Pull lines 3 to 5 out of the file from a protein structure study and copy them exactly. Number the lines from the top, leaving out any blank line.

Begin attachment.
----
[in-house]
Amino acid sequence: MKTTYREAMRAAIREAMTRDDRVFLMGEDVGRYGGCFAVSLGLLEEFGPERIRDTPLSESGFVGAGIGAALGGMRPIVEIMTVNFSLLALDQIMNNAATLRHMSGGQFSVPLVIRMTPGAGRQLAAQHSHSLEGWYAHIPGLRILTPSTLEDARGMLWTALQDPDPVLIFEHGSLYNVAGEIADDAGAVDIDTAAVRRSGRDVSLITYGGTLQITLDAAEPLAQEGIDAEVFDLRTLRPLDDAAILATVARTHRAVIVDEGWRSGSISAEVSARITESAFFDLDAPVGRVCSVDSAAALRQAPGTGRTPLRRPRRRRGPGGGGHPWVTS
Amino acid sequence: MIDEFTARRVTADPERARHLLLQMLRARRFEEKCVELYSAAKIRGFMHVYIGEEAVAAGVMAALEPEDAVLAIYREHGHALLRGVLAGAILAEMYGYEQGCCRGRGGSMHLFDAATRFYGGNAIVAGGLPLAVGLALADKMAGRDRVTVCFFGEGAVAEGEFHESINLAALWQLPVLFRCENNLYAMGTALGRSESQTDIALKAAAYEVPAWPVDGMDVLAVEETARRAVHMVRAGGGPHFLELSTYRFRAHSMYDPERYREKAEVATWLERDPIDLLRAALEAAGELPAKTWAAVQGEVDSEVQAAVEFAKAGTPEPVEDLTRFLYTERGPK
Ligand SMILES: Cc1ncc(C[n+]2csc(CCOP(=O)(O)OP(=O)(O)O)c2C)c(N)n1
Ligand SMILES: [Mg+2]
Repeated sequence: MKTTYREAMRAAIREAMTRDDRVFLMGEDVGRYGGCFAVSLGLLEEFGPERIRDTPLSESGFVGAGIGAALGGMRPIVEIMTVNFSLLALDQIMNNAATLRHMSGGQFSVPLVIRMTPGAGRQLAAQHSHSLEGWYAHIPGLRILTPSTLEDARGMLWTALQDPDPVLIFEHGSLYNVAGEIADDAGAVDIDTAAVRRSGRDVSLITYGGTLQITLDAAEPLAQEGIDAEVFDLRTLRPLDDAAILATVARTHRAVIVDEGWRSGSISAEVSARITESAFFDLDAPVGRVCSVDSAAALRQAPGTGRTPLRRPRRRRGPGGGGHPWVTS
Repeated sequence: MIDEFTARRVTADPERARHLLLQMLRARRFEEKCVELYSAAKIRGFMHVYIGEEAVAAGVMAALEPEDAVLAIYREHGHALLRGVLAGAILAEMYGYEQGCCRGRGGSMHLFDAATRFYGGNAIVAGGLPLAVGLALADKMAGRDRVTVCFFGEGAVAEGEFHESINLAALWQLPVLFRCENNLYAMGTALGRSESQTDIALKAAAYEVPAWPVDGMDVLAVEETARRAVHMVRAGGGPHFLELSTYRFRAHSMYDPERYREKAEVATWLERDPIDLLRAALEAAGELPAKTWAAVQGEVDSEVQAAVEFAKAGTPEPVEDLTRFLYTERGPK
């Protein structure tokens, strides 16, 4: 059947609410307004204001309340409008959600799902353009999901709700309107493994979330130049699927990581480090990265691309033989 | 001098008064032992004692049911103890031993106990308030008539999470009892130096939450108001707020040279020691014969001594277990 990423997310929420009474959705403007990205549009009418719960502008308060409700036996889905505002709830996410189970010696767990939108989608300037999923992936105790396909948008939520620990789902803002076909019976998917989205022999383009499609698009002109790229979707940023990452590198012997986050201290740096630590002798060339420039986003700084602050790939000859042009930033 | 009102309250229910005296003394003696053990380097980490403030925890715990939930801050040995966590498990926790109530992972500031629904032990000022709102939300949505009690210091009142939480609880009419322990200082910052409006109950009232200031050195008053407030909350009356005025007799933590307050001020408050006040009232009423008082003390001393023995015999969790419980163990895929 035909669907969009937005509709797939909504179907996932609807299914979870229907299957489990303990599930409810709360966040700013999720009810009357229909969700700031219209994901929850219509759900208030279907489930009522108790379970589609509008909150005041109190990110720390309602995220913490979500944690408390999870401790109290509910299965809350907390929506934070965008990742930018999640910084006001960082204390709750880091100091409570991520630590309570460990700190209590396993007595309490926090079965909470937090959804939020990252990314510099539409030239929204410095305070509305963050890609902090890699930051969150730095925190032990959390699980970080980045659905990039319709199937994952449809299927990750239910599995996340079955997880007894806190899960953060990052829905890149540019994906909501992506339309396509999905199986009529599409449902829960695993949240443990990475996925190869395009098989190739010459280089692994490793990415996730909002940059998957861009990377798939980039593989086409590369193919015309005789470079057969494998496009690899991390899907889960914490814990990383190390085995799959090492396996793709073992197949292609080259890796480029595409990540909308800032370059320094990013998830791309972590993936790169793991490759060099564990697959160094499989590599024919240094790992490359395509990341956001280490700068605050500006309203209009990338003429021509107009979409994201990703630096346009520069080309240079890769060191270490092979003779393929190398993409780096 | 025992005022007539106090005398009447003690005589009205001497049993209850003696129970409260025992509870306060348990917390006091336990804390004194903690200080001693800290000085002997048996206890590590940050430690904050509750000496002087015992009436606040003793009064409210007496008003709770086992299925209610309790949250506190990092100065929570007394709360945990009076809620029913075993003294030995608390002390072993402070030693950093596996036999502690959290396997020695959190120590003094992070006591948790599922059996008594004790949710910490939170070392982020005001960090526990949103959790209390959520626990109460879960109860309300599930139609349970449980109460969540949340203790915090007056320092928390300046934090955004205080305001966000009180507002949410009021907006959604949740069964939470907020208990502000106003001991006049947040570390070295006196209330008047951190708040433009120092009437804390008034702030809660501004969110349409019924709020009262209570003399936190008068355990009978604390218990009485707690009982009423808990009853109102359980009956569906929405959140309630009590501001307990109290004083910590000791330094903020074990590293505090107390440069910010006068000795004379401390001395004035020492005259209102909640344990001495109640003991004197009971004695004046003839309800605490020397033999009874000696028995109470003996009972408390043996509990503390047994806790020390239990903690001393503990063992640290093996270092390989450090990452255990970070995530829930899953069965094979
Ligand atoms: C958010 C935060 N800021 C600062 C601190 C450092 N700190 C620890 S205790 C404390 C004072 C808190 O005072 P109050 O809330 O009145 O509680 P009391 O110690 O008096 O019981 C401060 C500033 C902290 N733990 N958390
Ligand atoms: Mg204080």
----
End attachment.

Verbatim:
Amino acid sequence: MIDEFTARRVTADPERARHLLLQMLRARRFEEKCVELYSAAKIRGFMHVYIGEEAVAAGVMAALEPEDAVLAIYREHGHALLRGVLAGAILAEMYGYEQGCCRGRGGSMHLFDAATRFYGGNAIVAGGLPLAVGLALADKMAGRDRVTVCFFGEGAVAEGEFHESINLAALWQLPVLFRCENNLYAMGTALGRSESQTDIALKAAAYEVPAWPVDGMDVLAVEETARRAVHMVRAGGGPHFLELSTYRFRAHSMYDPERYREKAEVATWLERDPIDLLRAALEAAGELPAKTWAAVQGEVDSEVQAAVEFAKAGTPEPVEDLTRFLYTERGPK
Ligand SMILES: Cc1ncc(C[n+]2csc(CCOP(=O)(O)OP(=O)(O)O)c2C)c(N)n1
Ligand SMILES: [Mg+2]